Writer, illustrator and former public school art teacher S.D. Nelson has devoted his talents to teaching young people about Lakota history, culture and traditions through such award-winning children’s books as Sitting Bull: Lakota Warrior and Defender of His People , Red Cloud: A Lakota Story of War and Surrender and the Lakota Story series, including Black Elk’s Vision , Gift Horse and The Star People (Abrams Publishers) . His latest offering is the 2021 double biography Crazy Horse and Custer: Born Enemies.

S.D. Nelson, putting up meat the traditional way), An enrolled member of the Standing Rock Sioux Tribe. (S.D. Nelson)

Nelson draws inspiration from his own family heritage. His grandmother and mother were born and raised on the Standing Rock Indian Reservation, which straddles the central border of North and South Dakota. An enrolled member of the Standing Rock Sioux Tribe, Nelson has lived most of his life off the reservation and works out of a home studio in Flagstaff, Ariz. But, as the author puts it, “My blood roots run deep.” He learned about Lakota traditions from his mother’s family.

Nelson’s great-grandfather William Presley Zahn poses with his wife, Kezewin (Nelson’s great-grandmother), and their children at the Standing Rock Indian Reservation circa 1899. The girl at far rightis Nelson’s grandmother Josephine Zahn Pleets. (S.D. Nelson)

“As a boy I discovered that the prairies of Dakota are only earth and sky,” Nelson says. “All is buffalo grass and clouds, forever. It is a land of brutal beauty, where terrible battles were fought—hand to hand—and where at twilight the song of Sister Meadowlark will make your heart cry. My mother, Christine (Elk Tooth Woman) told me coyote stories about the Trickster. I learned that the stars were the spirits of my ancestors, that my great-great-grandfather Mahpiya Kiny’An (Flying Cloud) still rode his snorting horse along the White Road of the Milky Way.

“If I looked carefully, Mom said, I would see the Great Bear and the Star That Does Not Turn (the North Star). She told me the Life Force, or the Great Mystery, is named Wakan Tanka, that all of creation—the four-legged beings, the tall standing trees, even the wind—has a spirit and is alive.”

Nelson depicts The End of Custer. The artist’s great- grandfather Zahn was a foot soldier for Custer during the 1874 Black Hills Expedition. (S.D. Nelson) An illustration of the horse dance ceremony from his 2010 Abrams book Black Elk’s Vision: A Lakota Story. (S.D. Nelson)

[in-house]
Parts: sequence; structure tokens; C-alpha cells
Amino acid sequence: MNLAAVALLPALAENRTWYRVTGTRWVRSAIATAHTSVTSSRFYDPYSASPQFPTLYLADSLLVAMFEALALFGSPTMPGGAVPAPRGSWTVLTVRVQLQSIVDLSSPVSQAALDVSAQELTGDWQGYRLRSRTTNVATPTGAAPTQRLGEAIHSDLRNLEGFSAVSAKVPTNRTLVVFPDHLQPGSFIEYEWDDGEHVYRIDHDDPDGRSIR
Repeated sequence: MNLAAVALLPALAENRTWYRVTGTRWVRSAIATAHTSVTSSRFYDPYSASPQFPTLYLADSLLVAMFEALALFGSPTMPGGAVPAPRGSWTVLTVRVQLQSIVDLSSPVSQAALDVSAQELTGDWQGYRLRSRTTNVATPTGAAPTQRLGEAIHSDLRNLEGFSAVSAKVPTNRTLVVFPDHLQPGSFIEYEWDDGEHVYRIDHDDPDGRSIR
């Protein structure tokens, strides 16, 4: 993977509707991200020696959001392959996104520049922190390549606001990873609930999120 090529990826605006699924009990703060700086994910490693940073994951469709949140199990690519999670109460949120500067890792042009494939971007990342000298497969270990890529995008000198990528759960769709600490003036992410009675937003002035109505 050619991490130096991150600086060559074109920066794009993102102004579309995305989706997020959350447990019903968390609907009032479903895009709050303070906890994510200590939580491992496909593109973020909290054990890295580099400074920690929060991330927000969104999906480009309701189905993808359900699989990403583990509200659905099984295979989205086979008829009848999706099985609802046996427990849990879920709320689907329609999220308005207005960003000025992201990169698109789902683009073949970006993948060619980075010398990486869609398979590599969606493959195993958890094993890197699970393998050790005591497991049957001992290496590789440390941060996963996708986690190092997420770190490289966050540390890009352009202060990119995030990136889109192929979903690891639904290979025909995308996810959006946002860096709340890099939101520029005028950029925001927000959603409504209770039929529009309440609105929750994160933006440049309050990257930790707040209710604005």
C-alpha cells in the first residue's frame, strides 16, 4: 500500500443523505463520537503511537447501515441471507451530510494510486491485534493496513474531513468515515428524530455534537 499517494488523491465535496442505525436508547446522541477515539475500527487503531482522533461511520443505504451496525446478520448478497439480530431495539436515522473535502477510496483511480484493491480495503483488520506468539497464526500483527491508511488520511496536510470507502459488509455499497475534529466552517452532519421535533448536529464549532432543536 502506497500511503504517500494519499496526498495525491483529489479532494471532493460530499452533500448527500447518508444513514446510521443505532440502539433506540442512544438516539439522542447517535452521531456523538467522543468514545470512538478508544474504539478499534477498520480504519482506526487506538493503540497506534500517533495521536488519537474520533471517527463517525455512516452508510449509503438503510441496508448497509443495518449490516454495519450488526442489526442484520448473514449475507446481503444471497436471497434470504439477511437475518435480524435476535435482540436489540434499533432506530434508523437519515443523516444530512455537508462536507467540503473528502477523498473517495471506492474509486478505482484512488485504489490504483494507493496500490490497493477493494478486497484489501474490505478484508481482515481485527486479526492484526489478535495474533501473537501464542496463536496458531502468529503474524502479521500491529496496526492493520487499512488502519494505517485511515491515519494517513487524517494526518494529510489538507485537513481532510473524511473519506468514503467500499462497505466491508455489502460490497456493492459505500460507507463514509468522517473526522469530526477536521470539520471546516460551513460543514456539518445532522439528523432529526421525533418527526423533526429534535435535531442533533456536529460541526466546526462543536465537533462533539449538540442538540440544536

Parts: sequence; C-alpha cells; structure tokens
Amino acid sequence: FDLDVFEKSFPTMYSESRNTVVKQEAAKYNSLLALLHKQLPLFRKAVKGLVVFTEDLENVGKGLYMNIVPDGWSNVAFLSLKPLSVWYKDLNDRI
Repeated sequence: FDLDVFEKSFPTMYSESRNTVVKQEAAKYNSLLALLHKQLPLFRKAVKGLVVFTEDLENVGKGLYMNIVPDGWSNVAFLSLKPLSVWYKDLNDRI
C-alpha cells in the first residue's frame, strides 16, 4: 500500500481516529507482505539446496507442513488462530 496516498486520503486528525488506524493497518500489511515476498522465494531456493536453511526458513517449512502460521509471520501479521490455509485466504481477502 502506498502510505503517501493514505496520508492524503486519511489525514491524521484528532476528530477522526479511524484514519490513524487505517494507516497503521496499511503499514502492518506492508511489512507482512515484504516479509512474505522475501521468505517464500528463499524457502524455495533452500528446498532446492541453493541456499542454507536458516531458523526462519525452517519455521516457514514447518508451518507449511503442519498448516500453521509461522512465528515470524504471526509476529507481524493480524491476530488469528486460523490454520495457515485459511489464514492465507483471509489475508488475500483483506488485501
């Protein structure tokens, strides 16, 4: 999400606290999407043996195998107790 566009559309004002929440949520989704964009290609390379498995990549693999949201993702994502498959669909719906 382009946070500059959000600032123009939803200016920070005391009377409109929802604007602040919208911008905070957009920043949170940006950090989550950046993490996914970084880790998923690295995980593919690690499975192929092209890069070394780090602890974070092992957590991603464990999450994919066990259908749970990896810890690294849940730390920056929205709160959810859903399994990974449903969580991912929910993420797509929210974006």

Western Writers of America and other organizations have recognized his beautifully illustrated and narrated books with multiple awards. Long before he discovered writing, however, Nelson loved art. He traces that passion back to 1957–58, when his mother took private oil-painting lessons from a German artist.

“I was a 7-year-old kid with a front-row seat to the whole process of easel painting,” Nelson recalls. “I watched with fascination as she mixed colors on an artist’s palette and spread paint on a blank canvas, turning a flat surface into the illusion of cloud-filled skies, mountains, pine forests reflected in lakes and still lifes of fruit and flowers. The magical process of illustration inspired this young boy.”

In Victory at the Little Bighorn triumphant Plains Indians sport some of the spoils of their June 1876 defeat of Lt. Col. George Custer and the 7th
U.S. Cavalry, including horses, the uniform jackets of dead bluecoats and a regimental guidon. (S.D. Nelson) In his acrylic- on-board Sundancers—Wiwanyang Wacipi Nelson depicts a traditional Sun Dance ceremony. This illustration also appears in Crazy Horse and Custer: Born Enemies. (S.D. Nelson)

That led in turn to an art degree from Minnesota State University Moorhead, followed by a career teaching art at public schools in North Dakota and Arizona.

These days Nelson, who relies on personal experience and research before tackling a subject, doesn’t just illustrate books. His original works grace the collections of Montana’s Little Bighorn Battlefield National Monument, the National Museum of the American Indian in Washington, D.C., the North Dakota Heritage Center & State Museum in Bismarck, among other museums and galleries. His illustrations have appeared in magazines and other writers’ books, and he provided the cover illustration for the Black Lodge Singers’ Grammy-nominated CD More Kids’ Pow-Wow Songs.

Traditional Lakota ledger art informs Nelson’s artistic style. He renders most of his illustrations with acrylic paint on primed rigid particle board. “I brush, splatter, spray, drip and sponge,” he explains. When does he know a painting is finished? Hopefully, that’s when his schoolteacher training kicks in.

“I can tell you it is easier for an art teacher to see when his student’s painting is finished,” Nelson admits. “I have often told students, ‘Stop. Your painting is finished. Don’t overwork it.’ Artists must be mindful of when their brushstrokes have completed their work. Knowing when to stop is a challenge. The process of writing helps the artist become a better illustrator, and illustrating improves one’s writing. I believe one should not overstate their message. When you have crossed the finish line, stop running.”

this article first appeared in wild west magazine

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